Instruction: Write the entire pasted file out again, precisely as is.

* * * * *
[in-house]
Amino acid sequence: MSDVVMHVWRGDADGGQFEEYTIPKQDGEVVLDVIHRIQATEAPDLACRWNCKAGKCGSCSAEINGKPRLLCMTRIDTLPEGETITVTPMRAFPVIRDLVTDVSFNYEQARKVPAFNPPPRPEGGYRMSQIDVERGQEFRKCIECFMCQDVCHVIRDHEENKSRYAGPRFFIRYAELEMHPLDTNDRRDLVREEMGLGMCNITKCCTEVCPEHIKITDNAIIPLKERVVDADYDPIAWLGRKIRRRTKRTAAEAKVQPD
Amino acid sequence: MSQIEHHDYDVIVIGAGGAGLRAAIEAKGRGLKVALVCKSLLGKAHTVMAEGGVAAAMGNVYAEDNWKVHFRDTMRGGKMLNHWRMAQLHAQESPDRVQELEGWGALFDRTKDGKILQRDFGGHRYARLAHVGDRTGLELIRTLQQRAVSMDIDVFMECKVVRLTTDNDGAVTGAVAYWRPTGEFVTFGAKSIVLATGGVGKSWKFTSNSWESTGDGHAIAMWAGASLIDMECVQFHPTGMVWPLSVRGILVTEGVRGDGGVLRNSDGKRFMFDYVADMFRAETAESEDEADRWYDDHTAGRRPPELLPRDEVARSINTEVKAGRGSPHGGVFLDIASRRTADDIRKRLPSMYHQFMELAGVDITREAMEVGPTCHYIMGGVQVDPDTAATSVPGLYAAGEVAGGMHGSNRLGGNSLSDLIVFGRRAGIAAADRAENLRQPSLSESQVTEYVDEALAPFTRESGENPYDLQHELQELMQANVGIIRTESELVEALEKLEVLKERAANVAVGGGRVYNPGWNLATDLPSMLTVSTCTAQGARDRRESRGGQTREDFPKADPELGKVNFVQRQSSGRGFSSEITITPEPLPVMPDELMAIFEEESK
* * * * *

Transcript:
[in-house]
Amino acid sequence: MSDVVMHVWRGDADGGQFEEYTIPKQDGEVVLDVIHRIQATEAPDLACRWNCKAGKCGSCSAEINGKPRLLCMTRIDTLPEGETITVTPMRAFPVIRDLVTDVSFNYEQARKVPAFNPPPRPEGGYRMSQIDVERGQEFRKCIECFMCQDVCHVIRDHEENKSRYAGPRFFIRYAELEMHPLDTNDRRDLVREEMGLGMCNITKCCTEVCPEHIKITDNAIIPLKERVVDADYDPIAWLGRKIRRRTKRTAAEAKVQPD
Amino acid sequence: MSQIEHHDYDVIVIGAGGAGLRAAIEAKGRGLKVALVCKSLLGKAHTVMAEGGVAAAMGNVYAEDNWKVHFRDTMRGGKMLNHWRMAQLHAQESPDRVQELEGWGALFDRTKDGKILQRDFGGHRYARLAHVGDRTGLELIRTLQQRAVSMDIDVFMECKVVRLTTDNDGAVTGAVAYWRPTGEFVTFGAKSIVLATGGVGKSWKFTSNSWESTGDGHAIAMWAGASLIDMECVQFHPTGMVWPLSVRGILVTEGVRGDGGVLRNSDGKRFMFDYVADMFRAETAESEDEADRWYDDHTAGRRPPELLPRDEVARSINTEVKAGRGSPHGGVFLDIASRRTADDIRKRLPSMYHQFMELAGVDITREAMEVGPTCHYIMGGVQVDPDTAATSVPGLYAAGEVAGGMHGSNRLGGNSLSDLIVFGRRAGIAAADRAENLRQPSLSESQVTEYVDEALAPFTRESGENPYDLQHELQELMQANVGIIRTESELVEALEKLEVLKERAANVAVGGGRVYNPGWNLATDLPSMLTVSTCTAQGARDRRESRGGQTREDFPKADPELGKVNFVQRQSSGRGFSSEITITPEPLPVMPDELMAIFEEESK